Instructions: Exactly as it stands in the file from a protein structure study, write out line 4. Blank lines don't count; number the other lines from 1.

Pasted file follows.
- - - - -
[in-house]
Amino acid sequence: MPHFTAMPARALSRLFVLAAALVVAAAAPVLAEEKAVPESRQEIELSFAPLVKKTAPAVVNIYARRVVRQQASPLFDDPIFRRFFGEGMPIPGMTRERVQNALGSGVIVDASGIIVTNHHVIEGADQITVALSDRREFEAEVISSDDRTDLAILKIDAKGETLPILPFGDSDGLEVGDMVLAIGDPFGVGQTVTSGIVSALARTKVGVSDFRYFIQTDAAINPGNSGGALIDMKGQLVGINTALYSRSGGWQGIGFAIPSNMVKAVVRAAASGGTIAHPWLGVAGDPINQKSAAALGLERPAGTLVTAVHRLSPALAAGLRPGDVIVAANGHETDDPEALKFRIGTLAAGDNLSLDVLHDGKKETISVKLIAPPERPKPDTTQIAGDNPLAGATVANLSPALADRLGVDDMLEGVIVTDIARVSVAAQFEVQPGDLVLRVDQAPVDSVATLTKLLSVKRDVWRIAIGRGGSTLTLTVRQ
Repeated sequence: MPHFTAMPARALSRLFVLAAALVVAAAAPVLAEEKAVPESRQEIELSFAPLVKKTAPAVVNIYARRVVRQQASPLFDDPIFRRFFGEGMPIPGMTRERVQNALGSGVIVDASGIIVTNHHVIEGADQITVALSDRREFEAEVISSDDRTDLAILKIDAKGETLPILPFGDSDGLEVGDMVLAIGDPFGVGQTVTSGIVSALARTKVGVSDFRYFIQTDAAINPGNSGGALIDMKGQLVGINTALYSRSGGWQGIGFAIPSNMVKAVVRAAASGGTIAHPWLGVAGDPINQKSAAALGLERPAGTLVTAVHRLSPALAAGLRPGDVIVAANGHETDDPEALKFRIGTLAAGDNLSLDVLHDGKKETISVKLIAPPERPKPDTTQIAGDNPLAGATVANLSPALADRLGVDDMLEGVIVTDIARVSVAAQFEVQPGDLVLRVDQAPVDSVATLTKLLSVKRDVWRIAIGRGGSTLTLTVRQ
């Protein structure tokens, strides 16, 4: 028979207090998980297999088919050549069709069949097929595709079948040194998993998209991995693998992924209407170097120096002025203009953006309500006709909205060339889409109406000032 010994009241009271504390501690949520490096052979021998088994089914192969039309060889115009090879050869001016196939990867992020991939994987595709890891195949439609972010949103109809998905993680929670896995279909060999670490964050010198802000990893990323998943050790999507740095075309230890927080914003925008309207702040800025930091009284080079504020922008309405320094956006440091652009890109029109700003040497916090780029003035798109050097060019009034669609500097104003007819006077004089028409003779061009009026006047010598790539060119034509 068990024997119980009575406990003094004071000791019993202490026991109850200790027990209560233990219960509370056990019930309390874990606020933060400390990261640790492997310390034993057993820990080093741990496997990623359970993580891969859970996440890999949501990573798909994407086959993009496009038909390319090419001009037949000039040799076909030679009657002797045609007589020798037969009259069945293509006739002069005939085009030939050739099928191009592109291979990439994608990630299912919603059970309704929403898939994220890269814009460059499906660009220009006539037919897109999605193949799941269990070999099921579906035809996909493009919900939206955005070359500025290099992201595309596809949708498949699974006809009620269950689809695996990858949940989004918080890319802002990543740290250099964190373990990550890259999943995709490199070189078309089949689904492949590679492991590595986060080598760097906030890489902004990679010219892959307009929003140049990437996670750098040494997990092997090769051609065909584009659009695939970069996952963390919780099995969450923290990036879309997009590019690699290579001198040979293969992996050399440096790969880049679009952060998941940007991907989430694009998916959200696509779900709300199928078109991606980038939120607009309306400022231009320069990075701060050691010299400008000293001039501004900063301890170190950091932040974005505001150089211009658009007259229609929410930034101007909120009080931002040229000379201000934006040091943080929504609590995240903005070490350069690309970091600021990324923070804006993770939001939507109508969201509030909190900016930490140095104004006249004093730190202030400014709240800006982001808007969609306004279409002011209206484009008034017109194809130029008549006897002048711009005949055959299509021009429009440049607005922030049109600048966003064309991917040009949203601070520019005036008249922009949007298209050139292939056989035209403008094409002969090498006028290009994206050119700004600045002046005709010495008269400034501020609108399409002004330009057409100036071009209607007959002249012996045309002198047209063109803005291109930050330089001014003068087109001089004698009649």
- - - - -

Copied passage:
């Protein structure tokens, strides 16, 4: 028979207090998980297999088919050549069709069949097929595709079948040194998993998209991995693998992924209407170097120096002025203009953006309500006709909205060339889409109406000032 010994009241009271504390501690949520490096052979021998088994089914192969039309060889115009090879050869001016196939990867992020991939994987595709890891195949439609972010949103109809998905993680929670896995279909060999670490964050010198802000990893990323998943050790999507740095075309230890927080914003925008309207702040800025930091009284080079504020922008309405320094956006440091652009890109029109700003040497916090780029003035798109050097060019009034669609500097104003007819006077004089028409003779061009009026006047010598790539060119034509 068990024997119980009575406990003094004071000791019993202490026991109850200790027990209560233990219960509370056990019930309390874990606020933060400390990261640790492997310390034993057993820990080093741990496997990623359970993580891969859970996440890999949501990573798909994407086959993009496009038909390319090419001009037949000039040799076909030679009657002797045609007589020798037969009259069945293509006739002069005939085009030939050739099928191009592109291979990439994608990630299912919603059970309704929403898939994220890269814009460059499906660009220009006539037919897109999605193949799941269990070999099921579906035809996909493009919900939206955005070359500025290099992201595309596809949708498949699974006809009620269950689809695996990858949940989004918080890319802002990543740290250099964190373990990550890259999943995709490199070189078309089949689904492949590679492991590595986060080598760097906030890489902004990679010219892959307009929003140049990437996670750098040494997990092997090769051609065909584009659009695939970069996952963390919780099995969450923290990036879309997009590019690699290579001198040979293969992996050399440096790969880049679009952060998941940007991907989430694009998916959200696509779900709300199928078109991606980038939120607009309306400022231009320069990075701060050691010299400008000293001039501004900063301890170190950091932040974005505001150089211009658009007259229609929410930034101007909120009080931002040229000379201000934006040091943080929504609590995240903005070490350069690309970091600021990324923070804006993770939001939507109508969201509030909190900016930490140095104004006249004093730190202030400014709240800006982001808007969609306004279409002011209206484009008034017109194809130029008549006897002048711009005949055959299509021009429009440049607005922030049109600048966003064309991917040009949203601070520019005036008249922009949007298209050139292939056989035209403008094409002969090498006028290009994206050119700004600045002046005709010495008269400034501020609108399409002004330009057409100036071009209607007959002249012996045309002198047209063109803005291109930050330089001014003068087109001089004698009649």